After we had purchased our Excel, we thought it would be nice to join the WI Excel group. A year later, we were finally able to meet up with them for a summer outing in Duluth, Minnesota at the Indian Head Campground. Since we were planning a trip out to Washington, we decided to make this our starting point.
Although everything was extremely well planned and organized, it is still hard to be newbies and not know what to expect or how we will fit in. We felt a little awkward to begin with coming in with a truck camper instead of our Excel. But everybody was very welcoming and accommodating. And since Excels RVs are no longer being made, campers needing new rigs are buying other models. Those are called SOB’s (an RV term that officially means “Some Other Brand,” but of course you never know when it might mean something else also). Since we were in the truck camper and had our dog and cat along, we preferred to leave the animals at the campground, and we were graciously allowed to hitch rides with the others for the group activities.
Finally, made it out today! Got up at about 6:30 a.m. but it still took four hours to finish getting the last bits packed and the house closed up. I can’t believe that we stuffed everything from our (not full) house refrigerator/freezer into the truck camper refrigerator/freezer. And then of course, cleaned the house fridge out so the ants don’t move in. Oh, it would be so much easier being full time (I didn’t just say that!) It was 92 degrees at home when we left. We drove for a leisurely 5 hours with a nice lunch stop along the grass at a Travel Plaza, and made it into our campsite at Lake Wissota State Park in Wisconsin by 3:30. The temperature on our truck said it was now 71 degrees. Much better!
Our travel plans this summer / fall are to head back out to the west coast again, this time focusing on Washington instead of Oregon. And we’ll be taking the truck camper, not the fifth-wheel.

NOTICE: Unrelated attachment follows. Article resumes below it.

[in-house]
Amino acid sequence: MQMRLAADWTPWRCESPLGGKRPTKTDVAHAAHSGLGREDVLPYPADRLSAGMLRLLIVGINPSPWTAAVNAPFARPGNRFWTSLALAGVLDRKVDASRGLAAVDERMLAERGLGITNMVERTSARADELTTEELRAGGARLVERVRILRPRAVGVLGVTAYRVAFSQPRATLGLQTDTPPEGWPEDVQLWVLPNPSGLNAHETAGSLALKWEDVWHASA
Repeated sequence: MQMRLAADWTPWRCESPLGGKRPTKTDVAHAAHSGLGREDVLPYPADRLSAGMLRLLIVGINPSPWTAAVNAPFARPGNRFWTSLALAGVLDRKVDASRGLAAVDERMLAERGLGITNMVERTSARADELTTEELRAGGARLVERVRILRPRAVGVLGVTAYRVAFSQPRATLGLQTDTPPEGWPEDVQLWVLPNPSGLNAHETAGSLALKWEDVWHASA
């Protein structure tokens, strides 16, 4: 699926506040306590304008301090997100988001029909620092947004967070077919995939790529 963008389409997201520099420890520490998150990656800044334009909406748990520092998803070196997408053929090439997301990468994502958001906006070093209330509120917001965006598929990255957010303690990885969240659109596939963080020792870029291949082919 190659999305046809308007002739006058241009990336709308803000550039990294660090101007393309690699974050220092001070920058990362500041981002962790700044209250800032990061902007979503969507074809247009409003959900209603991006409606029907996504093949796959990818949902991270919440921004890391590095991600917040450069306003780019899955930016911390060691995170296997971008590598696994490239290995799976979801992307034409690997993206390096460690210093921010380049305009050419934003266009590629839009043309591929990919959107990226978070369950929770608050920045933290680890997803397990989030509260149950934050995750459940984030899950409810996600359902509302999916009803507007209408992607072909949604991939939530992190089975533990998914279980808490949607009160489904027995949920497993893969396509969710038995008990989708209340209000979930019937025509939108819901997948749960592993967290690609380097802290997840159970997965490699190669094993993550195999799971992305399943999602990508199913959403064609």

We’ll be starting by meeting the local Excel fifth-wheel group at a summer outing. (Not sure what the reaction of the Excel group will be when meet them for the first time, not in our Excel, but in our truck camper.) From there, we’re meeting friends in Grand Marais. After that, we have only one commitment, a solar and small inverter install in Oregon.
The entire rest of the trip is mostly unplanned. We will definitely hit the Olympic pennisula. We also expect to go through the Cascades in Washington, including Mt. Rainer and Mt. St. Helens.
Beyond that, it really depends on how we feel and what the weather does. The truck camper is definitely not as comfortable as the fifth-wheel, so we may decide to head home after a couple of months. On the other hand, if we’re still enjoying ourselves, we may work our way to the south, following decent weather, and not come home until Thanksgiving. It’s great to have that flexibility.
We picked up Belle in Michigan. The dealership did a nice job with the walk-through and fixed several minor issues before we took possession. They also made backing the truck under the camper seem doable, although the real test will come when we do it on our own.
Although Arctic Fox truck campers are pretty well-made (for an RV), it has been a bit jarring to be back to the standard RV stuff – locks that don’t like keys, tank levels that might be accurate to the nearest 20 gallons, rv parts that are cheap, and so on. We’ve gotten spoiled with the Excel and were taking its higher-quality for granted.
Last year in the Sierras and Cascades, and especially around the National Parks, we found ourselves reflecting fondly on our twenty years of van camping, where we could go and camp nearly anywhere with a decent road. National Park campgrounds, National Forest campgrounds … whatever. We had also passed by some places that looked interesting but required heading down unknown roads that might not have parking or even turning space for our fifth wheel. Some people are more adventurous than us, but we’re reluctant to head down roads with the fifth-wheel that we might have to back out of for miles. Throughout the last two-thirds of the trip, we discussed the possibility of adding a truck camper to our rv stable, but did not seriously pursue it.